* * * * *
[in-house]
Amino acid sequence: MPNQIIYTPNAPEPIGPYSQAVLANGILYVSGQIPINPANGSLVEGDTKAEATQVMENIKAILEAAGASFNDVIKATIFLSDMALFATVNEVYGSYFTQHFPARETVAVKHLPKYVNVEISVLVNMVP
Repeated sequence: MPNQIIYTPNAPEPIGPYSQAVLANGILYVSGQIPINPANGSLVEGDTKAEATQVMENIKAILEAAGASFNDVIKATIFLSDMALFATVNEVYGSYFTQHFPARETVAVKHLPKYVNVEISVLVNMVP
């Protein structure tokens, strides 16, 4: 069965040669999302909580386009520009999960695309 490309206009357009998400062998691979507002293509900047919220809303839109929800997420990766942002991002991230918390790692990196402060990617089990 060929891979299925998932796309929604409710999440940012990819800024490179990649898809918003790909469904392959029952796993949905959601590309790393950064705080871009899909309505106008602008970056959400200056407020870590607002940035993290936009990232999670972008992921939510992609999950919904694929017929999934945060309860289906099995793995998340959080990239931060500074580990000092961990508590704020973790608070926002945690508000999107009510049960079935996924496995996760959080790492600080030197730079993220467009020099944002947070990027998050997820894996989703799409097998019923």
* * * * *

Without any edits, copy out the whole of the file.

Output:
[in-house]
Amino acid sequence: MPNQIIYTPNAPEPIGPYSQAVLANGILYVSGQIPINPANGSLVEGDTKAEATQVMENIKAILEAAGASFNDVIKATIFLSDMALFATVNEVYGSYFTQHFPARETVAVKHLPKYVNVEISVLVNMVP
Repeated sequence: MPNQIIYTPNAPEPIGPYSQAVLANGILYVSGQIPINPANGSLVEGDTKAEATQVMENIKAILEAAGASFNDVIKATIFLSDMALFATVNEVYGSYFTQHFPARETVAVKHLPKYVNVEISVLVNMVP
């Protein structure tokens, strides 16, 4: 069965040669999302909580386009520009999960695309 490309206009357009998400062998691979507002293509900047919220809303839109929800997420990766942002991002991230918390790692990196402060990617089990 060929891979299925998932796309929604409710999440940012990819800024490179990649898809918003790909469904392959029952796993949905959601590309790393950064705080871009899909309505106008602008970056959400200056407020870590607002940035993290936009990232999670972008992921939510992609999950919904694929017929999934945060309860289906099995793995998340959080990239931060500074580990000092961990508590704020973790608070926002945690508000999107009510049960079935996924496995996760959080790492600080030197730079993220467009020099944002947070990027998050997820894996989703799409097998019923």